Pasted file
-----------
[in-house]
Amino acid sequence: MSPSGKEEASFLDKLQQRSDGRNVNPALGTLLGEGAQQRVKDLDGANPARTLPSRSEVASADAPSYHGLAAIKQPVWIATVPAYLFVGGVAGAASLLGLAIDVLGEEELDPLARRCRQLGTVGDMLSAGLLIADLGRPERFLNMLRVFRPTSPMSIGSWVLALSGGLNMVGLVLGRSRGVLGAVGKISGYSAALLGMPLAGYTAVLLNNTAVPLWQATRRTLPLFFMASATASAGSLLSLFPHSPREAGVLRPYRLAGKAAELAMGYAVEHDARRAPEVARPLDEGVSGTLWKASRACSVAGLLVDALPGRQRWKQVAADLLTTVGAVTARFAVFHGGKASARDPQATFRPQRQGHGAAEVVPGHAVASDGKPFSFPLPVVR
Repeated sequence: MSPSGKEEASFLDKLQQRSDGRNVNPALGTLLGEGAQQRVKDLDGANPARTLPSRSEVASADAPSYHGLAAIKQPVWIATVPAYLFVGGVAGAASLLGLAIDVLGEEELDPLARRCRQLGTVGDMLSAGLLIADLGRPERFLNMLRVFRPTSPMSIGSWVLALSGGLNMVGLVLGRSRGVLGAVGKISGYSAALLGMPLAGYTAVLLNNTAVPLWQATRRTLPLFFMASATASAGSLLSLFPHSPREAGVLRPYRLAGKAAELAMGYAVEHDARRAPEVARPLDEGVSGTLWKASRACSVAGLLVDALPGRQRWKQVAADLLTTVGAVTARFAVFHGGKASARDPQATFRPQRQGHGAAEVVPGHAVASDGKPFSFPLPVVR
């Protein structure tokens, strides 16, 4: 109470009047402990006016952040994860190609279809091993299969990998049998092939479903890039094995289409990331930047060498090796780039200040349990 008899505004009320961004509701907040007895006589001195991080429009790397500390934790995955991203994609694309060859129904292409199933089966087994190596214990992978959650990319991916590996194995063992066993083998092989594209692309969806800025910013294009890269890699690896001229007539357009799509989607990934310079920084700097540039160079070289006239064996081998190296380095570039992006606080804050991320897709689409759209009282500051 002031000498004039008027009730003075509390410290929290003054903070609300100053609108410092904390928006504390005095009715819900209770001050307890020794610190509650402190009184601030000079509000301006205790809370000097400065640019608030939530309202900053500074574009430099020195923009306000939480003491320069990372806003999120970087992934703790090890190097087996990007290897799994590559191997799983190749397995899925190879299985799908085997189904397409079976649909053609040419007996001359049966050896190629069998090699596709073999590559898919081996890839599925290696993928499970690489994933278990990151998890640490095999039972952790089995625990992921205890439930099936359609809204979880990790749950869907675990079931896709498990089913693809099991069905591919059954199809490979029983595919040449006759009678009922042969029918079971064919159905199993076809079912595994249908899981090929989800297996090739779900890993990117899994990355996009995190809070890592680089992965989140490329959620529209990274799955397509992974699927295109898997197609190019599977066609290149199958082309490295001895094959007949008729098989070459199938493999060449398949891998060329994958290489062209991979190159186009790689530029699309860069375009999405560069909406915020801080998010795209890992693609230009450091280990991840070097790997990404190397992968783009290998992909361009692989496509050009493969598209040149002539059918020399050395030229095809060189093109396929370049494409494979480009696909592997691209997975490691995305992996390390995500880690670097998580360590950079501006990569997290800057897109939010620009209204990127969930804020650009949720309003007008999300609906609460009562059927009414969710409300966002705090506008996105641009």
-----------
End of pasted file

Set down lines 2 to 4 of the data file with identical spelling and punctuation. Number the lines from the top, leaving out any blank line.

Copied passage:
Amino acid sequence: MSPSGKEEASFLDKLQQRSDGRNVNPALGTLLGEGAQQRVKDLDGANPARTLPSRSEVASADAPSYHGLAAIKQPVWIATVPAYLFVGGVAGAASLLGLAIDVLGEEELDPLARRCRQLGTVGDMLSAGLLIADLGRPERFLNMLRVFRPTSPMSIGSWVLALSGGLNMVGLVLGRSRGVLGAVGKISGYSAALLGMPLAGYTAVLLNNTAVPLWQATRRTLPLFFMASATASAGSLLSLFPHSPREAGVLRPYRLAGKAAELAMGYAVEHDARRAPEVARPLDEGVSGTLWKASRACSVAGLLVDALPGRQRWKQVAADLLTTVGAVTARFAVFHGGKASARDPQATFRPQRQGHGAAEVVPGHAVASDGKPFSFPLPVVR
Repeated sequence: MSPSGKEEASFLDKLQQRSDGRNVNPALGTLLGEGAQQRVKDLDGANPARTLPSRSEVASADAPSYHGLAAIKQPVWIATVPAYLFVGGVAGAASLLGLAIDVLGEEELDPLARRCRQLGTVGDMLSAGLLIADLGRPERFLNMLRVFRPTSPMSIGSWVLALSGGLNMVGLVLGRSRGVLGAVGKISGYSAALLGMPLAGYTAVLLNNTAVPLWQATRRTLPLFFMASATASAGSLLSLFPHSPREAGVLRPYRLAGKAAELAMGYAVEHDARRAPEVARPLDEGVSGTLWKASRACSVAGLLVDALPGRQRWKQVAADLLTTVGAVTARFAVFHGGKASARDPQATFRPQRQGHGAAEVVPGHAVASDGKPFSFPLPVVR
């Protein structure tokens, strides 16, 4: 109470009047402990006016952040994860190609279809091993299969990998049998092939479903890039094995289409990331930047060498090796780039200040349990 008899505004009320961004509701907040007895006589001195991080429009790397500390934790995955991203994609694309060859129904292409199933089966087994190596214990992978959650990319991916590996194995063992066993083998092989594209692309969806800025910013294009890269890699690896001229007539357009799509989607990934310079920084700097540039160079070289006239064996081998190296380095570039992006606080804050991320897709689409759209009282500051 002031000498004039008027009730003075509390410290929290003054903070609300100053609108410092904390928006504390005095009715819900209770001050307890020794610190509650402190009184601030000079509000301006205790809370000097400065640019608030939530309202900053500074574009430099020195923009306000939480003491320069990372806003999120970087992934703790090890190097087996990007290897799994590559191997799983190749397995899925190879299985799908085997189904397409079976649909053609040419007996001359049966050896190629069998090699596709073999590559898919081996890839599925290696993928499970690489994933278990990151998890640490095999039972952790089995625990992921205890439930099936359609809204979880990790749950869907675990079931896709498990089913693809099991069905591919059954199809490979029983595919040449006759009678009922042969029918079971064919159905199993076809079912595994249908899981090929989800297996090739779900890993990117899994990355996009995190809070890592680089992965989140490329959620529209990274799955397509992974699927295109898997197609190019599977066609290149199958082309490295001895094959007949008729098989070459199938493999060449398949891998060329994958290489062209991979190159186009790689530029699309860069375009999405560069909406915020801080998010795209890992693609230009450091280990991840070097790997990404190397992968783009290998992909361009692989496509050009493969598209040149002539059918020399050395030229095809060189093109396929370049494409494979480009696909592997691209997975490691995305992996390390995500880690670097998580360590950079501006990569997290800057897109939010620009209204990127969930804020650009949720309003007008999300609906609460009562059927009414969710409300966002705090506008996105641009």